UK nativeTimo Marshall comes from a family of sloe gin distillers, so when he moved to the Northern California home of his wife, Ashby, the two decided to carry on the family tradition together. The Marshalls perfected their craft in various workshops and through stints working at other small distilleries then opened Spirit Works Distillery in the town of Sebastopol. The duo use 100% organic Red Winter wheat from northern California to grind and brew the mash that becomes the gin, which is then infused with whole sloe berries to create sloe gin, a liquor similar to port or cassis.  This year Spirit Works is also releasing its first barrel-aged gin and whiskey, which, like the sloe gin will be made entirely onsite, a distinction very important to the Marshalls. “The grain to glass process is something we really value and what we consider to be a requirement for creating a premium product,” says Ashby, “Handmade. No corners cut.”

Tours and Tastings: Spirit Works is open for walk-in tastings ($5) Thursday through Sunday from 11am – 4pm. Hour-long tours are offered by appointment Friday through Sunday at 4pm; the cost is $15

Sonoma County Distilling Co.

Opened in 2010 as 1512 Spirits and rebranded in 2013, Sonoma Country Distilling Co. offers three products: Sonoma Rye Whiskey, 2nd Chance Wheat Whiskey, and West of Kentucky Bourbon No. 1. The distillery manages every level of production in-house, from the mashing and fermentation of grains to the distillation and small-barrel aging to the final packaging.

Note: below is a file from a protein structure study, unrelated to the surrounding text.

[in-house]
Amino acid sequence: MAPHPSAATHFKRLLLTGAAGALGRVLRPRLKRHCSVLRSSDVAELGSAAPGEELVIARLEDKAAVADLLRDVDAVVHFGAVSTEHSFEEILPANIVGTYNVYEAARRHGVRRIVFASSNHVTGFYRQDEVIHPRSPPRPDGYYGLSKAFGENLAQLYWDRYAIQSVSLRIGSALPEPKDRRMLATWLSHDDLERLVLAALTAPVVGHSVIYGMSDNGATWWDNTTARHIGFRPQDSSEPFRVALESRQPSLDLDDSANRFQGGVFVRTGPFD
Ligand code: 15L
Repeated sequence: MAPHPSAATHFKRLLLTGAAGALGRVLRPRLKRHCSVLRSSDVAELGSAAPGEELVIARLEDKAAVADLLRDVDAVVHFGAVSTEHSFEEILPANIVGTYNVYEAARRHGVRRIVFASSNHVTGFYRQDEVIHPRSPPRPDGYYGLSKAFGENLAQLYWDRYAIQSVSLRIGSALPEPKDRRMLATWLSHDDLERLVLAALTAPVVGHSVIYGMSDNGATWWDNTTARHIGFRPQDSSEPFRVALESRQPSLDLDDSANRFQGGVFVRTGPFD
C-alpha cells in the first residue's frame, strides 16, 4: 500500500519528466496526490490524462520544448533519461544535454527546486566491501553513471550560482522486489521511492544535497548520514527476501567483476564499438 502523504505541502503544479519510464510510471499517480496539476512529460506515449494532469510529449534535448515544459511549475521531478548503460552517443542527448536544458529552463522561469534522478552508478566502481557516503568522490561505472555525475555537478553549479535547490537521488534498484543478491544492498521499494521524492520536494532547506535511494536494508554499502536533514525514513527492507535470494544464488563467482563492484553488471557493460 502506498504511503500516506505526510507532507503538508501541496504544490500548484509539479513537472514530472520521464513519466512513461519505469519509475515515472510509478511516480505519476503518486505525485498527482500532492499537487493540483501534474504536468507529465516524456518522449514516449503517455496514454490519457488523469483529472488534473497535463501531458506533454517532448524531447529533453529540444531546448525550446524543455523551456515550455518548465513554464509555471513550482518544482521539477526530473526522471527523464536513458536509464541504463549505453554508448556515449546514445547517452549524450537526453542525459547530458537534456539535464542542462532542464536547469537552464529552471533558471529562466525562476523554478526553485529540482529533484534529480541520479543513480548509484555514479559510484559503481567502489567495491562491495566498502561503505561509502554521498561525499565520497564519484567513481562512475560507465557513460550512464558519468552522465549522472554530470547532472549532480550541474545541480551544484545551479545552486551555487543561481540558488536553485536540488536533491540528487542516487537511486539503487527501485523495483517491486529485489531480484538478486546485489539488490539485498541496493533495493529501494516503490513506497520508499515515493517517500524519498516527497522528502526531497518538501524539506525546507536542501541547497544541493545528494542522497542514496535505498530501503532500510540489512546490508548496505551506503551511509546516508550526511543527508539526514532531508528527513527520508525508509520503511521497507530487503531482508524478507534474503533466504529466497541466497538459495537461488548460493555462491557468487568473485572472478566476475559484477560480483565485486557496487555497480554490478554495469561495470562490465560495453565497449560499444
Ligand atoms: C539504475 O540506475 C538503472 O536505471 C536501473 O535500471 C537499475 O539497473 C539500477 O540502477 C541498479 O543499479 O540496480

Despite quadrupling production in the last year – to 500-600 gallons per month – the distillery still uses a 125-gallon, direct-fired copper alembic still, which distiller Adam Spiegel describes as an “archaic still design” but which creates a unique product. Says Adam, “We present a process similar to how it was done in the 16th century, valuing high flavor over ultra-high alcohol. The fire we use to heat our stills and mash tuns provides unique carmelization that you can only get with direct-fired equipment. No fillers, colors or flavorings, no bullshit, just quality whiskey.”

Tours and Tastings: Tours of the Rohnert Park facility walk visitors through the whiskey-production process and include tasting and a souvenir whisky glass. The hour-long tours are offered Monday through Saturday, by appointment only, and cost $20 per person.

Hello Cello and Prohibition Spirits